In an effort to stabilize the economy, the President signed the most expensive piece of legislation ever passed - the CARES Act. This Act will affect nearly every taxpayer and many businesses. The CARES Act looks to increase liquidity in the economy through relaxed limitations of business deductions and deferral of taxes, as well as cash payments to individuals.
This is complex legislation with many changes to the tax law. We have highlighted a few key items below. Please be on the lookout in the coming days for additional information as we will dig deeper into specific aspects of the legislation and explain how it may affect your tax outlook.
Recovery Rebates for Individuals - Up to $1,200 per individual, $2,400 for joint filers and $500 per child under age 17. Phase-outs begin at $75,000 for single filers, $112,500 for heads of households, and $150,000 for joint filers. The thresholds are based on 2018 tax return information unless a 2019 tax return has been filed.The rebate amounts are advance refunds of credits against 2020 taxes, with the amount of credit available on a taxpayer's 2020 tax return being reduced by the rebate amount received.
Employee Retention Credit - The CARES Act grants eligible employers a credit against employment taxes equal to 50 percent of qualified wages paid to employees who are not working due to the employer's full or partial cessation of business or a significant decline in gross receipts. This is similar to the paid leave credits granted to employers under the Families First Coronavirus Response Act, with some changes to the requirements. Most significantly, neither the employee nor the employer have to be directly impacted by infection. The amount of wages, including health benefits, for which the credit can be claimed is limited to $10,000 in aggregate per employee for all quarters. The provision contains several requirements defining qualified wages, qualified employees, and qualified employers. The credit applies to wages paid after March 12, 2020, and before January 1, 2021.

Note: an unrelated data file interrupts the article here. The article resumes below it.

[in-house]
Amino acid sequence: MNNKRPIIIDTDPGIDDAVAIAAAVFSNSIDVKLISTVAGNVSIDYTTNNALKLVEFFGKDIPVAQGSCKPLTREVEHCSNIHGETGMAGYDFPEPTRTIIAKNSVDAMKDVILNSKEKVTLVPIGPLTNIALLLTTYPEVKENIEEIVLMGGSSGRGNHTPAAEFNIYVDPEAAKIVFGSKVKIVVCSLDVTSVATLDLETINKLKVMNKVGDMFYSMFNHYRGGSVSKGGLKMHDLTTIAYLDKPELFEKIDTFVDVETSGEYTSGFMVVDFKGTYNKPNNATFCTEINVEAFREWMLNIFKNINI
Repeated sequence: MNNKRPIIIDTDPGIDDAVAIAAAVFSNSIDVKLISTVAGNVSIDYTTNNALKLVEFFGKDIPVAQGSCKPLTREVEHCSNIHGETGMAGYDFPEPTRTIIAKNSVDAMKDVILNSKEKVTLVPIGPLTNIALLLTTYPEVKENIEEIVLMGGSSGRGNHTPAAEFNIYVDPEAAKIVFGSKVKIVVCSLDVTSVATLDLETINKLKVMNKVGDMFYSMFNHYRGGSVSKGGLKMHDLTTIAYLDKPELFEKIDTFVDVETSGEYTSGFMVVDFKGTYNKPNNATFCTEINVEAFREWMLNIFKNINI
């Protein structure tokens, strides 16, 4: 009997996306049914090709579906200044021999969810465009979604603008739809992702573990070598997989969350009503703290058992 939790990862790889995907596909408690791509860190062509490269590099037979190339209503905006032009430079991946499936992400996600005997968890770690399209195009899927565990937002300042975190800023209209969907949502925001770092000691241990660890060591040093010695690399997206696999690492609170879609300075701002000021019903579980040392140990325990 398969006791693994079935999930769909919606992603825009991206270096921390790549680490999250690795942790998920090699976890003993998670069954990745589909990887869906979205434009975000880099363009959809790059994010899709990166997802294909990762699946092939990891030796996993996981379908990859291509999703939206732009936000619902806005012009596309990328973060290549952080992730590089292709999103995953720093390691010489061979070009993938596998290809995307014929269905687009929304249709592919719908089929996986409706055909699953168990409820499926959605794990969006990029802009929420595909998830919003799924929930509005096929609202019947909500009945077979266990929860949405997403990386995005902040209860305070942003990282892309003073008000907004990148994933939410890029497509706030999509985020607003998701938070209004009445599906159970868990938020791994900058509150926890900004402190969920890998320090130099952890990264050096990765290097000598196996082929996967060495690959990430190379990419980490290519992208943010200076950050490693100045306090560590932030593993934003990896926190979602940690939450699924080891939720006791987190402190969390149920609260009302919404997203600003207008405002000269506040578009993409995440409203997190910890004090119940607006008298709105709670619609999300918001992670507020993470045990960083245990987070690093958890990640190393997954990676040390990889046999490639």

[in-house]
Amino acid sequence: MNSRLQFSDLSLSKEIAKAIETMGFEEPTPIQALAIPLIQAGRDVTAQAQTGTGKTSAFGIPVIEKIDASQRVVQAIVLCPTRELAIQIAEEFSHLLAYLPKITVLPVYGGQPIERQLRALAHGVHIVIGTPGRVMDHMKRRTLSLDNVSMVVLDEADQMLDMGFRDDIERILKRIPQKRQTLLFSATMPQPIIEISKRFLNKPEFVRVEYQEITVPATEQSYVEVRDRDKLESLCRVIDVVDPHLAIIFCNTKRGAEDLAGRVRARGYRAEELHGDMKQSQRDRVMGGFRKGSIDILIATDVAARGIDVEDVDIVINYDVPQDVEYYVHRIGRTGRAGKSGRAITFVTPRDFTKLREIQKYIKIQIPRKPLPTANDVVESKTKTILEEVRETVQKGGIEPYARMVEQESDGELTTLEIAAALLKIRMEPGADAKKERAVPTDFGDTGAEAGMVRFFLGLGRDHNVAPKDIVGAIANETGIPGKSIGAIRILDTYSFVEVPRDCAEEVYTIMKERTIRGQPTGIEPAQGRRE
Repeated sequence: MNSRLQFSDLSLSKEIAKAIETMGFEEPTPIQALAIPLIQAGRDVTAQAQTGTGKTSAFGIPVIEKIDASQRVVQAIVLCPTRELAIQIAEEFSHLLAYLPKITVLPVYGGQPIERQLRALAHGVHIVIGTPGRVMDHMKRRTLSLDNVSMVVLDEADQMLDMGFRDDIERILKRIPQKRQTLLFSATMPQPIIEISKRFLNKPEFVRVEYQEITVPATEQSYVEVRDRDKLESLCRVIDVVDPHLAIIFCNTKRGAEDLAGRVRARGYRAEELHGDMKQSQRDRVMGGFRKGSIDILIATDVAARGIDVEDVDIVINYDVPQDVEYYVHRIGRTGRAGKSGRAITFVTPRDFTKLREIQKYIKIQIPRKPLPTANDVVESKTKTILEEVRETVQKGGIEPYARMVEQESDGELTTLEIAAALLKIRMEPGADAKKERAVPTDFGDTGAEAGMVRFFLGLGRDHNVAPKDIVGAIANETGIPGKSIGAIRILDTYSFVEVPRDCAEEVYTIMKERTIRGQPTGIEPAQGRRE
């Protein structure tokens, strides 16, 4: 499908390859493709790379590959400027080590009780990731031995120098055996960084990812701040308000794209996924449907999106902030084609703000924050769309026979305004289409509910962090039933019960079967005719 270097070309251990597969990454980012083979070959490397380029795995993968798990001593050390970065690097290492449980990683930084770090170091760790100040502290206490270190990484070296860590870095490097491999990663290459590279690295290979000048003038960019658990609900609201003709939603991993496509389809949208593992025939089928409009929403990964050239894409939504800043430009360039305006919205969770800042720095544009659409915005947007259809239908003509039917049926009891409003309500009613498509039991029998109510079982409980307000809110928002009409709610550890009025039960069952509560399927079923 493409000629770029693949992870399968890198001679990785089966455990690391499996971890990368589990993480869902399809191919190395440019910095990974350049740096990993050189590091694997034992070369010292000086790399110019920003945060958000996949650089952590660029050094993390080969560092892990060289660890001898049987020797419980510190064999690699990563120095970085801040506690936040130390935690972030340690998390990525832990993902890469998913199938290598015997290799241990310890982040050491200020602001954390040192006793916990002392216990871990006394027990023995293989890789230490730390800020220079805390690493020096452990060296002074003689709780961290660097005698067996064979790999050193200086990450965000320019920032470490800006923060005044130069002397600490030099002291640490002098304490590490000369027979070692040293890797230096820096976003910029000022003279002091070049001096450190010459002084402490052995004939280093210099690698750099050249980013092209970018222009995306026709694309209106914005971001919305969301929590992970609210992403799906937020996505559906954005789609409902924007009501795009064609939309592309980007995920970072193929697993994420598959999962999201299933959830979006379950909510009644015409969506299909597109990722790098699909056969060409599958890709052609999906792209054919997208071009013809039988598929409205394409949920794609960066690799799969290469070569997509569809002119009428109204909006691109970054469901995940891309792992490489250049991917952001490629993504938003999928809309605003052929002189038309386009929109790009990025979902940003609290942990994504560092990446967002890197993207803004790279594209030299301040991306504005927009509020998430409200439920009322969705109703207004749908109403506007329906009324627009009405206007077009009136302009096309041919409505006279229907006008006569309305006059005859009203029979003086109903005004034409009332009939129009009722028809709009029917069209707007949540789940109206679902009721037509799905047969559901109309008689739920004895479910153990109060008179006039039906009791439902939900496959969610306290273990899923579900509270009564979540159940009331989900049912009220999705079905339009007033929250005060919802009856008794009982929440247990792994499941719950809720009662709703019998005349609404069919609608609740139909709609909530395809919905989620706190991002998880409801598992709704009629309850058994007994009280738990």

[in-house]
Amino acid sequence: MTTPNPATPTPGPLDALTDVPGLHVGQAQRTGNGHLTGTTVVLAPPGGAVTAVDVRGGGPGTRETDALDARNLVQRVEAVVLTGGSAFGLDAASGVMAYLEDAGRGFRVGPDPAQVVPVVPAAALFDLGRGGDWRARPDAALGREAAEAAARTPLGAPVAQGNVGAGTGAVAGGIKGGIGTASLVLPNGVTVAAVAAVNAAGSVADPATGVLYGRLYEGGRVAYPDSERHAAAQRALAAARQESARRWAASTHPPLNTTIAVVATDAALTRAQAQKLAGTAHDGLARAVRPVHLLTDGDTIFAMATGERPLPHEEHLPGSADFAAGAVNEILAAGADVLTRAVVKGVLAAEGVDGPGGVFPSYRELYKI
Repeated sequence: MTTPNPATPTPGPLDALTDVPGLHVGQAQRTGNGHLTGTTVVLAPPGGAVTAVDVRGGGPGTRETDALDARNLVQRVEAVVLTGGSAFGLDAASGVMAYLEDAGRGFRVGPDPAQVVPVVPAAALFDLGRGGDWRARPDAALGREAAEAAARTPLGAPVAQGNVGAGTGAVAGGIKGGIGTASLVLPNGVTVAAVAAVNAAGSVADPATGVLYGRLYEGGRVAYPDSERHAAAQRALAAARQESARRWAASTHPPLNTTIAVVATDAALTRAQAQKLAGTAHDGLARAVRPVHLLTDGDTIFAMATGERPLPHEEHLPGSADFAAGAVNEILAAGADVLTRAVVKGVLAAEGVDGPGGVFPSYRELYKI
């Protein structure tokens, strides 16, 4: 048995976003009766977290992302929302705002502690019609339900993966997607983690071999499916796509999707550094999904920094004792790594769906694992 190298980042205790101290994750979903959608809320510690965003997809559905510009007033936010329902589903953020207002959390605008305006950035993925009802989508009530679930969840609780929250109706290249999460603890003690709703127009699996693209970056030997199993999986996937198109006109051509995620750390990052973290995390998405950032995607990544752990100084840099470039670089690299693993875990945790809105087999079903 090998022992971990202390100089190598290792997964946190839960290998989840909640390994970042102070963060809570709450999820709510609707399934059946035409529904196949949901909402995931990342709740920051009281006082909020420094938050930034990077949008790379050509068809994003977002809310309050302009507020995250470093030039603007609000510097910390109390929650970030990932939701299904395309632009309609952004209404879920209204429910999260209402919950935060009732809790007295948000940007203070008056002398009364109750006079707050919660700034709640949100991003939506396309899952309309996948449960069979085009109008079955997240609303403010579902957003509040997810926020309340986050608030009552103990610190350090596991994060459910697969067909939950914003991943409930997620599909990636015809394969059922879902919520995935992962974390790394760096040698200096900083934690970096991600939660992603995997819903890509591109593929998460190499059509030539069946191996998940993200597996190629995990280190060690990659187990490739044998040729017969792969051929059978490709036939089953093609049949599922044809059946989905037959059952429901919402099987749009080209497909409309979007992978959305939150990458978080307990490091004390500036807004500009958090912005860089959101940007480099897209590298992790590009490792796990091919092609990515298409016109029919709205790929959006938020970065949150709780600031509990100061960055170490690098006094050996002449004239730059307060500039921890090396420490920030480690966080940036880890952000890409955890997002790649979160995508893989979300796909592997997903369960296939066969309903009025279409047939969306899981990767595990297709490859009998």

Payroll Tax Deferral - In order to free up employers' cash flow and retain employees during times of quarantine or shutdown, the CARES Act defers the payment of payroll taxes. Payroll taxes due from the period beginning on the date of the enactment of the Act (signed the evening of March 27, 2020), and ending on December 31, 2020, are deferred. The entirety of payroll taxes incurred by employers, and 50 percent of payroll taxes incurred by self-employed persons qualify for the deferral. Half of the deferred payroll taxes are due on December 31, 2021, with the remainder due on December 31, 2022.
Retirement Withdrawal Penalty Waived - Eligible individuals who have been adversely affected by the virus (illness, job loss, reduced hours etc.) can withdraw up to $100,000 from qualified retirement plans without having to pay the 10% penalty. The bill also waives all required minimum distributions for 2020, regardless of whether the taxpayer has been impacted by the pandemic. You should consult your financial adviser before tapping into your retirement savings as there may be other options.
Net Operating Losses - The bill allows for a five-year carryback of net operating losses (NOLs) arising in 2018, 2019, or 2020 by a business. Businesses will be able to amend or modify tax returns for tax years dating back to 2013 in order to take advantage of the carryback.
The CARES Act is an extensive bill with many provisions that may affect your tax outlook. We are reviewing each client's tax position with respect to the Act and will be advising you accordingly. Thank you for your patience as we continue to comb through the ACT in order to implement all possible savings strategies. Please feel free to reach out to your tax adviser with any questions, but know that we are working diligently with your financial well-being at the forefront.